I’ve worked on a wide array of projects over my career in astronomy; here are some I’ve been most involved in. Please click the links for a bit more info about what I’ve done!
Much of my graduate career has revolved around the study of extragalactic globular cluster populations. These fascinating objects are extremely exotic environments compared to the Sun’s local neighborhood in our galaxy. The global properties of these systems tell us a great deal about how a particular galaxy has evolved over its lifetime to appear as it does today.
My thesis work focuses on cataloging and characterizing the globular cluster populations of the 25 nearby galaxies in the SLUGGS Survey. I am developing a novel Bayesian method for simultaneous modelling of both the globular clusters and nuisance contaminants in our photometric samples.
One alternative to ground-based globular cluster imaging is to use the instruments aboard the Hubble Space Telescope. While the time is much more difficult to attain and the field of view is much smaller, the quality of Hubble imaging is unparalleled, allowing near-perfect discrimination between bona fide globular clusters and contaminants.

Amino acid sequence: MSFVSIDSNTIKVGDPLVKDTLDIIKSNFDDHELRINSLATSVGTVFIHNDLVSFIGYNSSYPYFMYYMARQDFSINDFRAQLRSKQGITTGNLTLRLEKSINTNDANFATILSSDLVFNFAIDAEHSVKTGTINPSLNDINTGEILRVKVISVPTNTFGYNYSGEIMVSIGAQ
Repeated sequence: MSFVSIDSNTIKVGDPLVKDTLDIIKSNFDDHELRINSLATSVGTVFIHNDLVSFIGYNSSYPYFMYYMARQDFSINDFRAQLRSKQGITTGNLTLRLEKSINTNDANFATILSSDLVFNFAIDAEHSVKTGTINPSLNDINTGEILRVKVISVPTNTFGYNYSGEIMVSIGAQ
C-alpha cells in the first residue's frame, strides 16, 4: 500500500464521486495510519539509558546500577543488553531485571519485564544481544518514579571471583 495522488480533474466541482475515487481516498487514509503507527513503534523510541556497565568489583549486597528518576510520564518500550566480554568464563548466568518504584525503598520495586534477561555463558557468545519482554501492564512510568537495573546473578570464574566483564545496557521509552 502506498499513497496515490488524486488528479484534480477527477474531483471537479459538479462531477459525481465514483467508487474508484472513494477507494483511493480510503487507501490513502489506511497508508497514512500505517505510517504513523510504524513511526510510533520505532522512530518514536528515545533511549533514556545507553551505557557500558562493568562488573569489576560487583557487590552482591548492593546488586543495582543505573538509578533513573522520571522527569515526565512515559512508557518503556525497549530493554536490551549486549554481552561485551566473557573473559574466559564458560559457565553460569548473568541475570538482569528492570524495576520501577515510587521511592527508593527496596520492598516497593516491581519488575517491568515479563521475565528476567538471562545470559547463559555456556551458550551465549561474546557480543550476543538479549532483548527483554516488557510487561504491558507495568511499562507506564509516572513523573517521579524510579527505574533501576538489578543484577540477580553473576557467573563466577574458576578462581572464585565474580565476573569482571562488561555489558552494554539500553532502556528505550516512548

Relevant Papers: Jennings et al. 2014a
Ultra-compact dwarf galaxies are star clusters that are intermediate in size and mass between globular clusters and dwarf galaxies. The processes that create globular clusters are totally distinct from those that create dwarf galaxies, and which family ultra-compact dwarfs fit is an unresolved question.
Relevant Papers: Jennings et al. 2015
Once upon a time in undergrad, I worked on a project to estimate the masses of supernova progenitor stars thousands of years after they had exploded based on the properties of their surrounding stellar populations. By applying this method to the outstanding Panchromatic Hubble Andromeda Treasury dataset, we were able to increase the number of supernova progenitor mass measurements in the literature by a factor of five.